Field & Game Australia celebrated its 60th birthday in style at the Melbourne Cricket Ground.
The birthday cake was cut by Tom Chick, who was granted Life Membership of Field & Game Australia during the evening.
The citation read:
‘Upon joining the board in the early 2000s, Tom, through his sound financial management, enabled the board to navigate its way through a severe financial crisis, which threatened the future of FGA.
‘During his 15 years as a board member Tom not only took responsibility for the financial aspects of FGA, but played an important operational role in a number of major projects and key activities from conservation projects, Duck Season openings, the National Carnivals, as well as human resources and payroll matters.
‘Tom has always displayed commitment and a willingness to get involved. He personifies the volunteerism that FGA values and relies on.’
A few days later, the significance of the award was still sinking in for a man whose passion for FGA is unbridled.
“It was totally unexpected and it is taking a while to sink in; it is very much appreciated,” Tom said.
Tom said he was fortunate to have the necessary skills at a time when they were most needed.
“It was very tough: we had, as the official record states, a fraud, and we were supported very strongly by our branches to get back on our feet,” he said.
“I steered the ship but I had a great chairman and a terrific set of people on the board. We did what we had to do: restore systems, turn around the finances and set a platform for the organisation.”
While the turnaround in finances was significant, Tom said that, during the same period, membership grew from 8500 to 17 000, the National Carnival was established as a premier event, and FGA returned to being a strong voice for conservation, hunting and responsible firearm ownership.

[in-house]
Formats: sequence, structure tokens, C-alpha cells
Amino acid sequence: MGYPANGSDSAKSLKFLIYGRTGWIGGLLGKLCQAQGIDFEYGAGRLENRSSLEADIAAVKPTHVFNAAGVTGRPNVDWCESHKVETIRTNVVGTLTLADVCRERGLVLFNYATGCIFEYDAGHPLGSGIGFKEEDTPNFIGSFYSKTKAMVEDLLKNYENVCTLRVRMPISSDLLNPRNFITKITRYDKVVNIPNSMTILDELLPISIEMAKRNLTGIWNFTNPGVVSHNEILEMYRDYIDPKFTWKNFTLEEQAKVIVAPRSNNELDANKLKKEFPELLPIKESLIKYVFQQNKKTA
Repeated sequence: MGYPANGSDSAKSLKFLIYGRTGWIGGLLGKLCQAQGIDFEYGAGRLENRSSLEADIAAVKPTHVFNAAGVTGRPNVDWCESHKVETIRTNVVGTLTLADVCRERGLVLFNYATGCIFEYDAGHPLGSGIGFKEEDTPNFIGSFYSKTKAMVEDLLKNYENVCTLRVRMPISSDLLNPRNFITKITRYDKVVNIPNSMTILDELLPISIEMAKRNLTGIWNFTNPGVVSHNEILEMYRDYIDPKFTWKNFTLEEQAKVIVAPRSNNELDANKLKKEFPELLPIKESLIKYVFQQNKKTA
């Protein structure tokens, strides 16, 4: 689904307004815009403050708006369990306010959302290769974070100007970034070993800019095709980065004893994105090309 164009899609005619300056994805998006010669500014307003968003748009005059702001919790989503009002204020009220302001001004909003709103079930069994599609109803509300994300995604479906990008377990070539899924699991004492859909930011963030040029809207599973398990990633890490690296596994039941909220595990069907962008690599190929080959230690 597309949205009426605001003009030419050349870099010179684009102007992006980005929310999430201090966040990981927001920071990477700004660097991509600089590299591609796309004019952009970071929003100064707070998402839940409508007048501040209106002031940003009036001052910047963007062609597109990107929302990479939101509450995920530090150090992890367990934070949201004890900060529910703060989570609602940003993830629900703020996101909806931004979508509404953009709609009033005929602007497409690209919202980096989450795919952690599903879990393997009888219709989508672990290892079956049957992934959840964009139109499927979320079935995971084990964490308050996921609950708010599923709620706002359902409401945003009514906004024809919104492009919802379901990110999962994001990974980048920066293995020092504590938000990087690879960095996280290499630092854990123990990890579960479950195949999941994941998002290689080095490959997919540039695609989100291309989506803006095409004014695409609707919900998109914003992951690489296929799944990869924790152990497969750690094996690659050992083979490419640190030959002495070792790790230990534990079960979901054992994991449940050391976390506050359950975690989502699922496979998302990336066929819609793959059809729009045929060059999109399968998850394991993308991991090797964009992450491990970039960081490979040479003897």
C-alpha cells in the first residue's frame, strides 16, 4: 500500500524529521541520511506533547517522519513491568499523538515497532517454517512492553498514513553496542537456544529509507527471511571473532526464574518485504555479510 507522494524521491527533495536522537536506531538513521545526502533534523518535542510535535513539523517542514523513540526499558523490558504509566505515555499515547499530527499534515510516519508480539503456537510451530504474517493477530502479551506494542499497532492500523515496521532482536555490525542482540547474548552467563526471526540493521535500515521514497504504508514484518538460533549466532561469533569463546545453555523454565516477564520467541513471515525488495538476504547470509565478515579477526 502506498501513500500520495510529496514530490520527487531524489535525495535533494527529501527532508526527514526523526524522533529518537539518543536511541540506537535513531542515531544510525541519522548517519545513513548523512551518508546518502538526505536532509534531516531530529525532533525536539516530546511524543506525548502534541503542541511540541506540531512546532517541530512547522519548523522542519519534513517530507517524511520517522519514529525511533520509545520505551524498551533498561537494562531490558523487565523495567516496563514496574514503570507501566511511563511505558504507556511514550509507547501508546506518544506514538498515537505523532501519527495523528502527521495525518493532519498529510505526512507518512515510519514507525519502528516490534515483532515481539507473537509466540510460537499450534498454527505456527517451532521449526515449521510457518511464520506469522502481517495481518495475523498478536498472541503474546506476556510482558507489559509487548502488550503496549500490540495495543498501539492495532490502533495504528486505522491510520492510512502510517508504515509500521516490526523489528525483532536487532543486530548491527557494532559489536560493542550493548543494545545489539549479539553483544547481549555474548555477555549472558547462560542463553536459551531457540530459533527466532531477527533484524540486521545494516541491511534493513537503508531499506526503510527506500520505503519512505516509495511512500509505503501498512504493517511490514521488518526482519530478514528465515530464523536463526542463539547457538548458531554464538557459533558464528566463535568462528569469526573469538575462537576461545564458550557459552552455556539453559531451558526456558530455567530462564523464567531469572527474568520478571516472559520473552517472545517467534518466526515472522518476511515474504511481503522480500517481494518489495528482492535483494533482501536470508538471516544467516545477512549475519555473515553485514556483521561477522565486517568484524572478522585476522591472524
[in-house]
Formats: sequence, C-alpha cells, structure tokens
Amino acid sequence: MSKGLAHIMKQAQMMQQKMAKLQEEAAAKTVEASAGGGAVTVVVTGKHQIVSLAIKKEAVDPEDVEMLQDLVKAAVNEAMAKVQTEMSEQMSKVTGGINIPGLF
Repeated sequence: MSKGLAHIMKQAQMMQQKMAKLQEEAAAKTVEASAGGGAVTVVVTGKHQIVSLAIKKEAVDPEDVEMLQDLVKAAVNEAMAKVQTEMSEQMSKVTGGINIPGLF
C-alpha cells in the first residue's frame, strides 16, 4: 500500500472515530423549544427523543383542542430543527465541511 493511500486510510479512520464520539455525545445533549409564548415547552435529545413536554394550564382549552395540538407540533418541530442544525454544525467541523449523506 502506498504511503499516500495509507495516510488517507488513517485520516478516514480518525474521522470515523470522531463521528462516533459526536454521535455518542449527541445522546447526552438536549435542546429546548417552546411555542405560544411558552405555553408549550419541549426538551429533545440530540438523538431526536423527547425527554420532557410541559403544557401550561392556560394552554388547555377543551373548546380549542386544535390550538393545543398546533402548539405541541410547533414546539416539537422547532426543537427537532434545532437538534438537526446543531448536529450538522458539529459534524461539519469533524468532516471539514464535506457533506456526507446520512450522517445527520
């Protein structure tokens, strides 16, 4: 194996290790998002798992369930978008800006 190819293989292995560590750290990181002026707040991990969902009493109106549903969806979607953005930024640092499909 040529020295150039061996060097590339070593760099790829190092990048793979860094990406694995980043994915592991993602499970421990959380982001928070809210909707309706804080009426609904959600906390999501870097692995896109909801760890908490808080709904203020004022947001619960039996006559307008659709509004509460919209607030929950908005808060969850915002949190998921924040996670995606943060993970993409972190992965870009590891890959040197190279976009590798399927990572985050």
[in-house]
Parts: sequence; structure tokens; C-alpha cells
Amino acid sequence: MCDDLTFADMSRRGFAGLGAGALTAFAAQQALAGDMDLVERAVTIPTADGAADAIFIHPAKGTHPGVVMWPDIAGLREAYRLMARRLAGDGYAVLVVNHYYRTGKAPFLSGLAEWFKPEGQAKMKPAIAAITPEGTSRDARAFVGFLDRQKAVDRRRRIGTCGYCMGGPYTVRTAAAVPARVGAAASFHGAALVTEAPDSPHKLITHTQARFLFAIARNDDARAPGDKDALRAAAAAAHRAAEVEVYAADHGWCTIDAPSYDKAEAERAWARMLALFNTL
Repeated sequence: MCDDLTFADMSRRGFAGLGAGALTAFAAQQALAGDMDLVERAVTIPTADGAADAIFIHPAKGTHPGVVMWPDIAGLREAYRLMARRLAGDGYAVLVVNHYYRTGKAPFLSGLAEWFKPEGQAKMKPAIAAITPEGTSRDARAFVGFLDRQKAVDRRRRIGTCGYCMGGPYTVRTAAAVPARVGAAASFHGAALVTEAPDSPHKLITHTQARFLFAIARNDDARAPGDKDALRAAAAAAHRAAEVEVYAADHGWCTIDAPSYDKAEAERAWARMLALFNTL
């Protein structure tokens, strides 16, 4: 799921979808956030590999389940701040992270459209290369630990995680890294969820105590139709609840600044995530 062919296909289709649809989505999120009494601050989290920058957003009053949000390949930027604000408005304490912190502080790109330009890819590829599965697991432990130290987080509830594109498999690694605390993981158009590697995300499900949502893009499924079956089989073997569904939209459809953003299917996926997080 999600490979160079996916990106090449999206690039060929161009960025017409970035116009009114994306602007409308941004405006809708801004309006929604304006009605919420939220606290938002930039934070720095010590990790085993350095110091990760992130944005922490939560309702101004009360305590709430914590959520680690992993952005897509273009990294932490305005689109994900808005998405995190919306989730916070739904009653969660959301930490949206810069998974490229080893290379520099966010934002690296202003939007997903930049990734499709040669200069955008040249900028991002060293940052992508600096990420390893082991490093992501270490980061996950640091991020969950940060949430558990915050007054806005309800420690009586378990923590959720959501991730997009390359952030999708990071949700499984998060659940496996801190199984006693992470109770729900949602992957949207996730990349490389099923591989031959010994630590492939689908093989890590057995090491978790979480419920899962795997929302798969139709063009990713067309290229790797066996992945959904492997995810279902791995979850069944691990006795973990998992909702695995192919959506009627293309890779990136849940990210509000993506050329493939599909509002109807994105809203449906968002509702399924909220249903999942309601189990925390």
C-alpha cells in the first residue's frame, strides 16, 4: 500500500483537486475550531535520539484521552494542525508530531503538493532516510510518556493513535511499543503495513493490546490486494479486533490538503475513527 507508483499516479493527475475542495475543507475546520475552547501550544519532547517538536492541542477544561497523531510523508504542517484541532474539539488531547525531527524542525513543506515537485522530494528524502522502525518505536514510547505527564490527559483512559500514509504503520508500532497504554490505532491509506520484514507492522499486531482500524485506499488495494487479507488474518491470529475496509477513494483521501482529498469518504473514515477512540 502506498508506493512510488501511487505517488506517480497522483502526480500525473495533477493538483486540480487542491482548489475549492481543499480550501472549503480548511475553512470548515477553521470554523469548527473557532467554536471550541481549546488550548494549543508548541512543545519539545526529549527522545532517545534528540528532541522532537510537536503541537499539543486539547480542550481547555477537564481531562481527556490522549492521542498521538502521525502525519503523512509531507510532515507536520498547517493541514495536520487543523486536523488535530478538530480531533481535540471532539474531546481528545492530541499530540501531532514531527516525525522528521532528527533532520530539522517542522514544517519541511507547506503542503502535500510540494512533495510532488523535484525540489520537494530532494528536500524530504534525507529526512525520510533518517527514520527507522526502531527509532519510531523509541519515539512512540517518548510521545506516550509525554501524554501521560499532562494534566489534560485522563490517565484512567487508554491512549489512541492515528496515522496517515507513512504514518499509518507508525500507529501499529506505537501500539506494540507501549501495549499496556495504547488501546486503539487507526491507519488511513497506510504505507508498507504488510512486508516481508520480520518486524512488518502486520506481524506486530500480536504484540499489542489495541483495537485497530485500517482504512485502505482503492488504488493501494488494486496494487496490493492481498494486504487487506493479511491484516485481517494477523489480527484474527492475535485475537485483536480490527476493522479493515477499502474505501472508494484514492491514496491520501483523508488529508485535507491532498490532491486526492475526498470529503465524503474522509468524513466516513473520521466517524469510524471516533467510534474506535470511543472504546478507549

“My role was just one part of that,” he said.
“Walking into the room for the 60th was absolutely brilliant, to see old friends and to see an organisation that still has so much passion.”
Max Downes, a patron of Field & Game Australia, gave an impromptu address at the dinner on the importance of reminding non-hunters of our conservation history and our important contribution to preserving wetland habitat.
Professor Marcel Klaassen from Deakin University gave the keynote speech on his important research into avian influenza.
The suggestion that another pandemic like Spanish flu, which killed more people globally than were killed by munitions in World War I, is a matter of when, not if, might seem a little glum for a party.
However, Prof Klaassen had plenty of positives to report, particularly his relationship with Geelong Field & Game and his gratitude to hunters for helping gather live and dead bird samples for his research.
There was also encouragement for the consumption of wild meat.
The context was global warming vs the dramatic growth in meat consumption (particularly chicken).
His verdict: intensive meat production comes at a growing cost to the planet, so taking a wild duck for the table is actually better for the planet, making hunters a tinge greener than most people imagine.